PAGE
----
A 16th-century engraving of fish rain by Olaus Magnus

Once a year, fish reportedly fall from the sky in the town of Yoro, Honduras. Is it a palpable example of divine intervention or is something fishy going on? Jack Palfrey investigates.

I’m led into the centre of a vast clearing, where a weathered farmstead marks the only visual break from the endless carpet of dew-damp green grass.

“Is this the place?” I ask my guide, Professor Hector Rodas, looking up at the bruised sky.

His metal cane digs into the soft earth as he swivels to face me. He’s dressed in blue trousers and loafers, with greying hair precisely parted and a thick, neatly twiddled moustache. The glass in his spectacles is so thick it magnifies his soft, wrinkle-cracked eyes, giving him an insect-like quality.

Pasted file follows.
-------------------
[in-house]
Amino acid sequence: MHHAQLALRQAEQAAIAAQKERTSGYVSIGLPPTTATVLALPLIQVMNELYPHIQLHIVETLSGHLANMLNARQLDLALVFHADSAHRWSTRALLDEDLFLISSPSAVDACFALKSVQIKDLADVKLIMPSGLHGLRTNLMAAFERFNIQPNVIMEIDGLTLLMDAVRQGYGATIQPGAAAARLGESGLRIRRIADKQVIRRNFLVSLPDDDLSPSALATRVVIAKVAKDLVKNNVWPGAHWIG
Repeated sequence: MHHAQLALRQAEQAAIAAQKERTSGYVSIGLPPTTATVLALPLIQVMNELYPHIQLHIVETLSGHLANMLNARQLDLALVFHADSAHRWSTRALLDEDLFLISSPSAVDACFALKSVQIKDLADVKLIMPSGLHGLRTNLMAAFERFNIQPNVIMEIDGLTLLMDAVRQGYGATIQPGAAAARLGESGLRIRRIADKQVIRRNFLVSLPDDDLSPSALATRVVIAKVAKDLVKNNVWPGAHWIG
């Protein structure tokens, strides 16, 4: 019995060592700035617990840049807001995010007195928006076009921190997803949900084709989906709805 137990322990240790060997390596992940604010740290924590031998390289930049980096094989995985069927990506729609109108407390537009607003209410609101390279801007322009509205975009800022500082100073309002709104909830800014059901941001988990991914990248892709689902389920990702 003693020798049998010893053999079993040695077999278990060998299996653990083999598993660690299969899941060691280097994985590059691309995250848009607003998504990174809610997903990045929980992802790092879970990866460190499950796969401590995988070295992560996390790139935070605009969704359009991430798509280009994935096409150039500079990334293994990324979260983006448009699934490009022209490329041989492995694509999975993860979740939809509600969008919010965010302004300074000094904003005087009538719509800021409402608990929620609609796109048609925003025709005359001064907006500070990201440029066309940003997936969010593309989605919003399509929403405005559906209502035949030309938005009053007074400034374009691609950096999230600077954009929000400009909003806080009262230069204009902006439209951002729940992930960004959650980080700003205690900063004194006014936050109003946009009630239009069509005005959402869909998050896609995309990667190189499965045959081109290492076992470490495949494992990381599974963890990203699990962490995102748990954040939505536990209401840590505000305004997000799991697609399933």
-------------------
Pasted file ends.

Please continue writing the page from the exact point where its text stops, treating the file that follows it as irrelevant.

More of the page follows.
Professor Rodas recently turned 80, having taught history in Yoro’s secondary school for over 40 years. He is a self-proclaimed authority on the Lluvia de Peces (Rain of Fish).

His words come slowly.

“1km from here,” he says through his translator. “It is raining fishes 1km from here.”

The Lluvia de Peces is a seemingly unfathomable phenomenon where live fish fall from the sky in the small market town of Yoro, Honduras. It happens every year at the beginning of the monsoon season.

According to locals, the annual event is a divine miracle, stemming from a Spanish priest, Father José Manuel Subirana, who arrived in Yoro in the mid-19th century.

Helpless to combat the poverty in the town, the priest prayed for three days and three nights asking God to provide food for the starving people. On the third night, fish miraculously fell from the sky and has done so every year between May and July.